Creepy Fact: Mites Creep All Over Your Skin

Previous studies suggested that few people would have mites crawling on their skin. However, a new research brought forth amazing results, with all of the participants having traces of mite DNA on their skin. Mites of the species Demodex are those whose DNA was spotted.

FACIAL MITE

It is a common fact that we coexist with microorganisms on an intimate level: bacteria are all over our skin, acting as a live protective barrier, and inside our alimentary canal, helping us with digestion. Bacteria thrive on and inside of us – fact which perhaps no longer seems as gross as one would have previously thought. Wait till you hear more. Bacteria are not the only living things using our bodies as homes. The skin also carries mites on its surface – mites are arthropods, falling into the subcategory arachnids. Oh wait, now this is creepy! A new study published in the online journal PLOS ONE has shown that all of the participants who took part in their research had pieces of DNA of mite species.

The mites found by the researchers are known as the Demodex mites. They are tiny, making around 0.3 mm in length. Their small size enables them to clog inside the pores on the skin. Two of these mite species are the Demodex folliculorum and the Demodex brevis; the former is found in follicles while the latter are found in sebaceous glands. One of each is either in a follicle or a sebaceous gland. Hair follicles are found in huge numbers on an adult body: around 5 million of them. Imagine the situation if each hair follicle were to be inhabited by mites, pretty creepy, right?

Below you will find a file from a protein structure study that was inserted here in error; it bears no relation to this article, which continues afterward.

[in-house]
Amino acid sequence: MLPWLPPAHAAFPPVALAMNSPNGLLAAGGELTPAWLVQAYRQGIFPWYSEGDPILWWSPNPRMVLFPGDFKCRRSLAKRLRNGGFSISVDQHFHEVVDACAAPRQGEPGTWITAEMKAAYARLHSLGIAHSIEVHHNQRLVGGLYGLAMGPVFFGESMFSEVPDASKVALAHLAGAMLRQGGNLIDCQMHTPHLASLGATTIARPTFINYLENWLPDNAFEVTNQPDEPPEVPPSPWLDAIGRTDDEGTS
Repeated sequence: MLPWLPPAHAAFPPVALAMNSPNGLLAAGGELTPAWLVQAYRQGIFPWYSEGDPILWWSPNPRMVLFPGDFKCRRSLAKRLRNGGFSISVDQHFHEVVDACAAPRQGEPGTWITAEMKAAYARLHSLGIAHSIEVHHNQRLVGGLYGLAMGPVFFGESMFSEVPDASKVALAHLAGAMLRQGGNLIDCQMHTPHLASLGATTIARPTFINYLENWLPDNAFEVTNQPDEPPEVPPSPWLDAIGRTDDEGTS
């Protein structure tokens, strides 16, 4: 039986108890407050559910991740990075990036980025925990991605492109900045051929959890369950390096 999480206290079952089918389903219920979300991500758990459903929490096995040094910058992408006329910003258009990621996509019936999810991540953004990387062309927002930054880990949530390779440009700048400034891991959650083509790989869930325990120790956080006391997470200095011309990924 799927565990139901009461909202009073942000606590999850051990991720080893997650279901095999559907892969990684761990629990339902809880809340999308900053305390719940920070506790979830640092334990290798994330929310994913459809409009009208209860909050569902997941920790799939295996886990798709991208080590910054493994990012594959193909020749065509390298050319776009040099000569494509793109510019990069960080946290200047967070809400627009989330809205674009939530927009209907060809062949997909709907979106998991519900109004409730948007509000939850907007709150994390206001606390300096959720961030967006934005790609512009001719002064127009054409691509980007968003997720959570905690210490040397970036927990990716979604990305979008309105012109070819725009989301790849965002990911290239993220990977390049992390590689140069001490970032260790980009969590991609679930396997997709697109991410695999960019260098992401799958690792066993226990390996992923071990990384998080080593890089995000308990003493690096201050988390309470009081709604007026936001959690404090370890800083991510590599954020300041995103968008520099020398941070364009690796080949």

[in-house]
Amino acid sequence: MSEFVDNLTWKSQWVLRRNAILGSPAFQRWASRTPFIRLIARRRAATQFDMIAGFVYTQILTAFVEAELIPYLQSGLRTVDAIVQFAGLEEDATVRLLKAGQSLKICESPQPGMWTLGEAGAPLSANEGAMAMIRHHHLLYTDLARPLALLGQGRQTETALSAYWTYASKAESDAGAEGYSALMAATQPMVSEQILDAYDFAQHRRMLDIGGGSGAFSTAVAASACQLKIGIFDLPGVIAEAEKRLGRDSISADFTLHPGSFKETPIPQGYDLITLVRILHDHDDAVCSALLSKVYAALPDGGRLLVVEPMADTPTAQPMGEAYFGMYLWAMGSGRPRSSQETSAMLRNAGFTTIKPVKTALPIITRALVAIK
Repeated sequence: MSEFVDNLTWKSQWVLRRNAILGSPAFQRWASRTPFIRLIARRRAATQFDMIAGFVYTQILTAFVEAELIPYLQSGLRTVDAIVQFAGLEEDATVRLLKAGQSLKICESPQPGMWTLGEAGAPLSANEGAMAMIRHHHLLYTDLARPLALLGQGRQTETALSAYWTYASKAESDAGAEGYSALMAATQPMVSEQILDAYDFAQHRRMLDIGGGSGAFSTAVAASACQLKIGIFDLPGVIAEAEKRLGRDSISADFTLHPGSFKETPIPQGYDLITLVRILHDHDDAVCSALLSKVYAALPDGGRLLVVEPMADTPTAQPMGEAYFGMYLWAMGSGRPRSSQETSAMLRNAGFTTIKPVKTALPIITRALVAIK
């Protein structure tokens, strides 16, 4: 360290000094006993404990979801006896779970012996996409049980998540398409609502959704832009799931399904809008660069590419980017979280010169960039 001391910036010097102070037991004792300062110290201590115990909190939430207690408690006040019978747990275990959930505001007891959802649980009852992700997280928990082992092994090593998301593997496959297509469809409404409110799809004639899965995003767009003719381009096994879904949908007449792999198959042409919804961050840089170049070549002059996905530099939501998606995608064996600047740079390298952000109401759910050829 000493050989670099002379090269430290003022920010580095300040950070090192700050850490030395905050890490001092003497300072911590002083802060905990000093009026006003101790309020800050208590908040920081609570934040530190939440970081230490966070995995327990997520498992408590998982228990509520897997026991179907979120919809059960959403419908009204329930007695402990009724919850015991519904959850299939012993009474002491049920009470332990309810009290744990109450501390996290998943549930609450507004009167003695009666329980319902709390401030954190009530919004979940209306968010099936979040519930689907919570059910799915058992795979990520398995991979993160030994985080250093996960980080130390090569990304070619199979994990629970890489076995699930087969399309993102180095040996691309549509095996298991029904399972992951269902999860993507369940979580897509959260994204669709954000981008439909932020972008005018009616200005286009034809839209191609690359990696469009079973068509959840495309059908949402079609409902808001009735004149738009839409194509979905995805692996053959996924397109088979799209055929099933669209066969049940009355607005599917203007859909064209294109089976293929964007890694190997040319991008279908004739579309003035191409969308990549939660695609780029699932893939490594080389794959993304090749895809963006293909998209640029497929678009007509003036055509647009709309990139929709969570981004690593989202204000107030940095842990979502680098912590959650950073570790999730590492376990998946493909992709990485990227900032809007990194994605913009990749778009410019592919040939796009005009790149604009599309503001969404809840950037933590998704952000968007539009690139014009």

The mites in question are harmless to humans. However, in exceptional cases, their presence may lead to inflammation. For instance, if a person has a compromised immune system, the mites may increase in number causing unpleasant reactions. Otherwise, they do not harm humans if they are kept in check.

It was previously thought that not everyone would have mites on their skin. However, the new study has erased this theory. Each participant of the study showed traces of DNA of the mites. The discrepancy between the results of past studies and this one might have resulted because of experimental technicques. Also, past studies might not have investigated a broad enough sample of hair follicles coming from different parts of the body. Now, the next step to demystify the case of mites on human skin would be to examine people from other regions of the world. Are mites ubiquitous, or are they selectively distributed across the globe?

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